Air Force releases RFI for revolutionary cyberspace tech

The future of the Air Force in cyberspace may become a little clearer with the service’s Jan. 11 release of a request for information seeking the latest in technological research and development to help navigate the way forward.

“The Air Force is requesting information on revolutionary cyberspace science and technologies that address the challenge of future Air Force cyberspace needs in cyberspace exploitation, defense and operations for potential inclusion in the Air Force Cyber Vision 2025 study,” the RFI stated.


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Cyber Vision 2025 is the Air Force’s effort in short-, mid- and long-term planning for creating an integrated, service-wide vision that supports its core missions. The Air Force is looking to the private sector to establish the most cutting-edge cyber capabilities and best practices, according to the RFI.

The study “will analyze current and forecasted capabilities, threats, vulnerabilities, and consequences across core AF missions to identify key [science and technology] gaps and opportunities,” the RFI noted.

The Air Force’s efforts center on “assured cyber advantage across air, space, cyber, [command, control, intelligence, surveillance, reconnaissance] and mission support,” and the RFI defines each of those dimensions thoroughly. The release also stresses how different the cyber domain is from traditional military domains, particularly in that it is manmade with no geographic boundaries, and that is comprises a range of surfaces including hardware, software, people, information, services and organizations.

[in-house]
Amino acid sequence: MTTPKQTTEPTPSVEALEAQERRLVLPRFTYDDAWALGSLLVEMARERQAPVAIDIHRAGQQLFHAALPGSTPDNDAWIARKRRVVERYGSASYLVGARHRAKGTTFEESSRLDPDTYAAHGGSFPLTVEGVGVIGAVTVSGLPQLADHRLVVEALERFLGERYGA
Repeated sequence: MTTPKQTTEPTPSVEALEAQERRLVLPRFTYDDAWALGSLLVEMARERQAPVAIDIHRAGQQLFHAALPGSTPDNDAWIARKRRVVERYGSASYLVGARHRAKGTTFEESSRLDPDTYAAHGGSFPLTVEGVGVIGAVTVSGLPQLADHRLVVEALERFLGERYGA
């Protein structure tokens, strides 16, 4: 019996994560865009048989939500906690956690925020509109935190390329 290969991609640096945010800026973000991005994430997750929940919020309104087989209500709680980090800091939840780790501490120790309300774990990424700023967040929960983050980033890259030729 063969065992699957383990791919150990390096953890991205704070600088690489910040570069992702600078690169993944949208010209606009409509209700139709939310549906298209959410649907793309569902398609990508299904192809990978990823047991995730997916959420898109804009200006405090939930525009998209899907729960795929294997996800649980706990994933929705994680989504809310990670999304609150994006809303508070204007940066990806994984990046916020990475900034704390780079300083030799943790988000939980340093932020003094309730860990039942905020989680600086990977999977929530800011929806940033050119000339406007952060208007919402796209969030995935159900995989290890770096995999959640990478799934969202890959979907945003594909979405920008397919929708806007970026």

To that end, the Air Force is seeking the best of futuristic defenses, hardware and software as well as tactics, techniques and procedures – part of the military’s standard operations.

With the RFI, the Air Force looks to advance its position and capabilities, which currently straddle the line between traditional areas of responsibility – air, space, C2ISR, mission support – and the new cyber domain.

“Many parallels exist between operations in the more traditional domains of air and space and in the emerging domain of cyberspace. As we integrate these capabilities, planning requirements for cyber assets mirror those for traditional ISR and combat assets,” the RFI stated. “Cyberspace is a source of both strength and vulnerability. … The Air Force must have assured, trusted, resilient and affordable communications and networks to effectively and confidently execute its mission to protect and defend this nation.”

About the Author

Amber Corrin is a staff writer covering military networks for Defense Systems.

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